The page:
While the overall residential permits issued in the city dropped by over 50 percent in the last year, the Bronx has emerged on top among the boroughs for the most number of permits issued in the first six months of this year, DNAinfo reports, based on a recently issued report by the Building Congress of New York.
The drop in permits was expectedly the result of the 421-a tax break program expiring at the start of the year, and the anticipation that it would not be renewed for the few months before that.
Between July 1, 2015 and June 30th this year, the city’s Department of Buildings issued permits to authorize the construction of 20,144 units housing. Over the same timeframe the previous year, the DOB authorized the construction of 52,618 units.
That might seem like a dramatic drop, but developers had made a beeline to file plans that year anticipating that 421-a would expire, so 2014-2015 experienced a relative surge regardless. The over 20,000 units of housing authorized is in line with the yearly average of 19,928 units of housing authorized between 2005-2014.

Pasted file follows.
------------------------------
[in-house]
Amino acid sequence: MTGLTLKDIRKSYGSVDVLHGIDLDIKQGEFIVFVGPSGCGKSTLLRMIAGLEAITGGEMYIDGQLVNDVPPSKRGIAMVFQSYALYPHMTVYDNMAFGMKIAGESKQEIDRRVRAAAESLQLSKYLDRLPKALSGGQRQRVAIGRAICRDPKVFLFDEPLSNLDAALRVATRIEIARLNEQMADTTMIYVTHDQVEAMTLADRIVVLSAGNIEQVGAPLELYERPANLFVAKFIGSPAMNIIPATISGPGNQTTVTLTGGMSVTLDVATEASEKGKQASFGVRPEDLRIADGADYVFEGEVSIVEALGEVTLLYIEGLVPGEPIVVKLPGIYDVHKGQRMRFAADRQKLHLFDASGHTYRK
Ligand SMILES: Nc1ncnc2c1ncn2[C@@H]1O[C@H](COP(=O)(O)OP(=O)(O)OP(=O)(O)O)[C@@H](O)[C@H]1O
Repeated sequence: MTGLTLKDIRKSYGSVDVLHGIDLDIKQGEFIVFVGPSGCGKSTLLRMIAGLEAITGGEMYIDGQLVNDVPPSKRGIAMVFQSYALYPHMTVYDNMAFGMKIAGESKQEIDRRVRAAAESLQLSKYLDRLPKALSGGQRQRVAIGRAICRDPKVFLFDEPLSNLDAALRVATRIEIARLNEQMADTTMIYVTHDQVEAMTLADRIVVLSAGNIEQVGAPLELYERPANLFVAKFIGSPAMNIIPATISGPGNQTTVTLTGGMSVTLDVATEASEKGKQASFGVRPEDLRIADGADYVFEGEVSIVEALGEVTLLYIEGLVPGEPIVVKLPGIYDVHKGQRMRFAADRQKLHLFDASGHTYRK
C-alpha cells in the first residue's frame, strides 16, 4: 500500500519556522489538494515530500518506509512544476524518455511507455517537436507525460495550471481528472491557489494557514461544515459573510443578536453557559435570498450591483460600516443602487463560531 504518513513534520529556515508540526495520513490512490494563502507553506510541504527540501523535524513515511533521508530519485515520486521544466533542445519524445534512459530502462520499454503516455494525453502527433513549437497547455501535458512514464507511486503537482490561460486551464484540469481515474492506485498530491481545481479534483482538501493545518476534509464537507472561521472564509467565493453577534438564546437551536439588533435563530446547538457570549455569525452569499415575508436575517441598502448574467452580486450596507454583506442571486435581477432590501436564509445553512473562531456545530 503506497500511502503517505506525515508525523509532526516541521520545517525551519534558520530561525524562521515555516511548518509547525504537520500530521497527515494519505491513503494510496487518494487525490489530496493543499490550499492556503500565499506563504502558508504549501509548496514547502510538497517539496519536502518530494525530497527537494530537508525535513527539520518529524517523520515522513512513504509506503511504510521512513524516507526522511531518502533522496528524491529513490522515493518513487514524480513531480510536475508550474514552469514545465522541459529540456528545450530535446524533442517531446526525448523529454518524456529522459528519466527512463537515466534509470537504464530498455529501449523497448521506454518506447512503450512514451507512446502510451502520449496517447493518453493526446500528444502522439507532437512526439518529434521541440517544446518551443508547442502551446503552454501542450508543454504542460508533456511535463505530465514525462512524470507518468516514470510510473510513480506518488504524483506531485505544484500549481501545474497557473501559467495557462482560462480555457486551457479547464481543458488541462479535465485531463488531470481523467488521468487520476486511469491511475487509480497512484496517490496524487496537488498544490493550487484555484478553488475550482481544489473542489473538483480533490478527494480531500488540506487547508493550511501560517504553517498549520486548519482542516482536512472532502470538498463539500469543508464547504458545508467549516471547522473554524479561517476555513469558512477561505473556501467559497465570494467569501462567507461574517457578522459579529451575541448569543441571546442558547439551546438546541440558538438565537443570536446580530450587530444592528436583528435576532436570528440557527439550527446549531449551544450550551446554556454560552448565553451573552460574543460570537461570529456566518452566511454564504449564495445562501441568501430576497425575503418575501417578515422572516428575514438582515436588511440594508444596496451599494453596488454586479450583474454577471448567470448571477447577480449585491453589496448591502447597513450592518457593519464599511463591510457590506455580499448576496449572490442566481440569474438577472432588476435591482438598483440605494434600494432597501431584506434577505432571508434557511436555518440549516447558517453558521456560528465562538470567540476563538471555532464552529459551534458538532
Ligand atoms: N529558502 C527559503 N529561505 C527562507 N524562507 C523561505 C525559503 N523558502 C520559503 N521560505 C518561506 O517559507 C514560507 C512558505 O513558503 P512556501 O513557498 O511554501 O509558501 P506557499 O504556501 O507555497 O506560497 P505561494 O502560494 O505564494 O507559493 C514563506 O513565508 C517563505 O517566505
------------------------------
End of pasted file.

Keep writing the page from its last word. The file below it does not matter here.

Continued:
After leading the race among the boroughs for the last four years consecutively, Brooklyn fell to second place behind the Bronx. The DOB authorized 1,926 units of housing in the borough in the first six months of this year, followed by Brooklyn at 1,394. Queens, Manhattan, and Staten Island were in the third, fourth, and fifth place respectively.
The Bronx accounted for 32 percent of all new permits, which is a huge increase on its average over the past five years which hovered at about 11 percent.
"Brooklyn has been on an epic run over the last few years with Manhattan and Queens right behind it," Richard T. Anderson, the president of the Building Congress, said in a statement. "But as of now, 2016 is shaping up to be the year that the development community finally rediscovered the Bronx."
The massive surge in development in the Bronx has of course raised several concerns as well. A recent feature by the Village Voice examined a proposed rezoning along Jerome Avenue and the impact it would have on working class jobs in the borough.